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Inflation closed out 2021 on a high note, bad news for the Biden White House and for economic policymakers as rapid price gains erode consumer confidence and cast a shadow of uncertainty over the economy’s future.
The Consumer Price Index climbed by 7 percent in the year through December, and by 5.5 percent after stripping out volatile prices such as food and fuel. The last time the main inflation index eclipsed 7 percent was 1982.
Policymakers have spent months waiting for inflation to fade, hoping supply chain problems might ease, allowing companies to catch up with booming consumer demand. Instead, continued waves of virus have locked down factories, and shipping routes have struggled to work through extended backlogs as consumers continue to buy good from overseas at a rapid clip. What will happen next might be the biggest economic policy question of 2022.
Wednesday’s fresh data showed that the cost of used cars, shelter and food are all increasing quickly.
Prices for used cars and trucks have been a big driver of recent inflation. Auto manufacturers have been struggling to get their hands on parts — particularly computer chips imported from Asia — delaying production of new vehicles and pushing up demand for a finite supply of used ones.
Recent lockdowns in China meant to contain the coronavirus could exacerbate the shortage. When it comes to vehicle prices, “it’s not over yet,” said Jim O’Sullivan, chief U.S. macro strategist at T.D. Securities, said before the report.
As prices continue to surge, economic policymakers are poised to react. Federal Reserve officials have indicated that they expect to raise interest rates several times this year as they try to slow down demand and the economy, in a bid to make sure that the pandemic-era burst in prices does not become a permanent feature of the economic landscape.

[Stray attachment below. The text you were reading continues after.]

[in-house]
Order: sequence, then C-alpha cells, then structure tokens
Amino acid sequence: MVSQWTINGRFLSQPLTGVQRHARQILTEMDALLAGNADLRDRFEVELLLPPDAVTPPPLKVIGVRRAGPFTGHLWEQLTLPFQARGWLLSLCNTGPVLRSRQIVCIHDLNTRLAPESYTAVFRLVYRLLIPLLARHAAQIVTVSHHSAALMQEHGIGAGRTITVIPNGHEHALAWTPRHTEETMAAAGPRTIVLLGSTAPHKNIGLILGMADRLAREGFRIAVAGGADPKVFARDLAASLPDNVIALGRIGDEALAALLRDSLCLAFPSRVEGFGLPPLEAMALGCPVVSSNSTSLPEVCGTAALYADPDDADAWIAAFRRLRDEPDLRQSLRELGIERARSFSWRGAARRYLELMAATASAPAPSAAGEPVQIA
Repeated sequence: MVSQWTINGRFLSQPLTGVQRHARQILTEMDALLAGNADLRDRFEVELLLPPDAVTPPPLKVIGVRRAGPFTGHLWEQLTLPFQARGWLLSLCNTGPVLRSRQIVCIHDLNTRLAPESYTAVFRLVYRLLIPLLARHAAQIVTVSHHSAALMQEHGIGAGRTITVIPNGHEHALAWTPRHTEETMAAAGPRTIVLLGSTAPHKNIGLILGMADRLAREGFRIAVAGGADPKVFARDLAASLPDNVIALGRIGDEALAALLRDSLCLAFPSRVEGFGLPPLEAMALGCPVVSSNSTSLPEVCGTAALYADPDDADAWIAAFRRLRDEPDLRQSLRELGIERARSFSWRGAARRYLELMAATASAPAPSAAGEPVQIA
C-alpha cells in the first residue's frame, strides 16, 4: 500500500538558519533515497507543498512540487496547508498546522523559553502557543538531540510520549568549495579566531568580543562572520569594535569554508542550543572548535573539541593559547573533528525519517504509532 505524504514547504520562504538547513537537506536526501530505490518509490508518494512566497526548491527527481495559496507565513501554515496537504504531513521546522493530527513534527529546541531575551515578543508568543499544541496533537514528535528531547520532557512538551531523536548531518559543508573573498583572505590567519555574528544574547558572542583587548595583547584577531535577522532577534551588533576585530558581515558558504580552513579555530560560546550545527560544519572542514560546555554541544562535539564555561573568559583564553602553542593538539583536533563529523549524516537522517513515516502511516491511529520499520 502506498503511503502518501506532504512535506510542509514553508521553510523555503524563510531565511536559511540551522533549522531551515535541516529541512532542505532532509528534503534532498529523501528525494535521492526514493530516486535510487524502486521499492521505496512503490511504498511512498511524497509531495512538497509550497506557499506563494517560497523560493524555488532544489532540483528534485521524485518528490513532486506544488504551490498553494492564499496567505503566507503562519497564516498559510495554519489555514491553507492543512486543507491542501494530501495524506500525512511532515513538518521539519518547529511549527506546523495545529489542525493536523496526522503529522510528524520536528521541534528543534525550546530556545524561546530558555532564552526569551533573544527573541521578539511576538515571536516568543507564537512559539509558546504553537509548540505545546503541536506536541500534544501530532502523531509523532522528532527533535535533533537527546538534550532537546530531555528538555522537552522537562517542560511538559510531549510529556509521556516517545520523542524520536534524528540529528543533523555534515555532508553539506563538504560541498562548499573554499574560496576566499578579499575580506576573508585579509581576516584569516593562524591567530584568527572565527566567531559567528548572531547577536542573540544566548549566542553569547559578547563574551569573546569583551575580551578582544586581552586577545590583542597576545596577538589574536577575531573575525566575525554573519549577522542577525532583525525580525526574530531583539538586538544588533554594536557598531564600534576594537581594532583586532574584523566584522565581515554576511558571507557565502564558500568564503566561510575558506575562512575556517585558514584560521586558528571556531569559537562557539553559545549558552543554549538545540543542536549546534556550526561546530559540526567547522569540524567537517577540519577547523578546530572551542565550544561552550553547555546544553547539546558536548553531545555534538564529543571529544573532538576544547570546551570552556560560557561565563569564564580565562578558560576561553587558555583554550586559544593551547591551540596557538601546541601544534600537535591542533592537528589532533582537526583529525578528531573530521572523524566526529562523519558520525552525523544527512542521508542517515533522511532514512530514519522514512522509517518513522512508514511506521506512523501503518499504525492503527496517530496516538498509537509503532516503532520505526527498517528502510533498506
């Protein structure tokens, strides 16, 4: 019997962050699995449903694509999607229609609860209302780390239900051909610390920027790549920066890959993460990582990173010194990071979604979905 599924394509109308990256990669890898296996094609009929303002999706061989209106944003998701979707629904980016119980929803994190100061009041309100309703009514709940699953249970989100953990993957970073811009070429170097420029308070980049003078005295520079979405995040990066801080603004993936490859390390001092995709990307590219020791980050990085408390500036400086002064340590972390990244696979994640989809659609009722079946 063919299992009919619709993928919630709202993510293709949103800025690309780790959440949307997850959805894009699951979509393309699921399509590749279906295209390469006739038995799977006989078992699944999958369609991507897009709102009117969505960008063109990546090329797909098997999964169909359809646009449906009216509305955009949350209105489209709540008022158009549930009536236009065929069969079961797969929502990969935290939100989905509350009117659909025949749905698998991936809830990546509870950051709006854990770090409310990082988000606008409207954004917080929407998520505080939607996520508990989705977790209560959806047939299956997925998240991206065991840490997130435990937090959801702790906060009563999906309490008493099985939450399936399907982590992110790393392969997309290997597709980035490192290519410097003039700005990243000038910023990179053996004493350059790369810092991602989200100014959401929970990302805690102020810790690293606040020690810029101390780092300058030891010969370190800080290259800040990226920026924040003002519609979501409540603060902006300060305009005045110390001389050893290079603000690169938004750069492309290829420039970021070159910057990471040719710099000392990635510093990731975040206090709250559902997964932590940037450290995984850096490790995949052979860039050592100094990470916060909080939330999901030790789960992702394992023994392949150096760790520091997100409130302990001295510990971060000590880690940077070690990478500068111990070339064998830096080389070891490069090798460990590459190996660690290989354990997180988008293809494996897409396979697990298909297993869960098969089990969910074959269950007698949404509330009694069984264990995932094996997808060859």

Jerome H. Powell, the Fed chair, emphasized on Tuesday, when he spoke before the Senate Banking Committee at a renomination hearing, that the Fed’s moves to reduce policy help will adjust to the economic conditions.
“If we see inflation persisting at high levels longer than expected, if we have to raise interest rates more over time, we will,” he said at the hearing.
Investors and economists increasingly expect four interest rate increases this year.
The future trajectory of inflation is uncertain, as price pressures spread across many categories.
While gas prices moderated somewhat in December, food has been growing steadily more expensive. Food at home climbed in price in December, while food away from home grew even more rapidly last month — and full-service restaurant meals picked up by 6.6 percent over the year.
Economists and Wall Street analysts tend to closely focus on a measure of prices that strips out food and fuel costs, because they jump around a lot from month to month, but those expenses matter a lot to households.
The fact that high prices are taking a bite out of household budgets seems to be one of the reasons that consumer confidence has faltered; gas and food tend to be among the most salient costs for shoppers.